Pragmatic 22: Core Business

2 June, 2014

CURRENT

Understanding what is and isn’t your core business is critical for success. Horace Dediu joins John Chidgey for a very special episode of Pragmatic where for once John doesn’t do all the talking!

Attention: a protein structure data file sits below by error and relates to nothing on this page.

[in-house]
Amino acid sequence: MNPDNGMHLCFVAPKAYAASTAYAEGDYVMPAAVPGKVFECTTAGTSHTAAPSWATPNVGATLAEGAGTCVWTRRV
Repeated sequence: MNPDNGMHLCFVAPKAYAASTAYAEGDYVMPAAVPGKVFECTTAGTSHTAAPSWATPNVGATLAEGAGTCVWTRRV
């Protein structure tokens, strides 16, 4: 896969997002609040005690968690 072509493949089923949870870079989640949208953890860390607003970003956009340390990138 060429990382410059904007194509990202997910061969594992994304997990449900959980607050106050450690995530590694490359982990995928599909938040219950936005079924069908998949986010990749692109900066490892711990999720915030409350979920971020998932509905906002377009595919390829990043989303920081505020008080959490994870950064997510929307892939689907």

Transcript available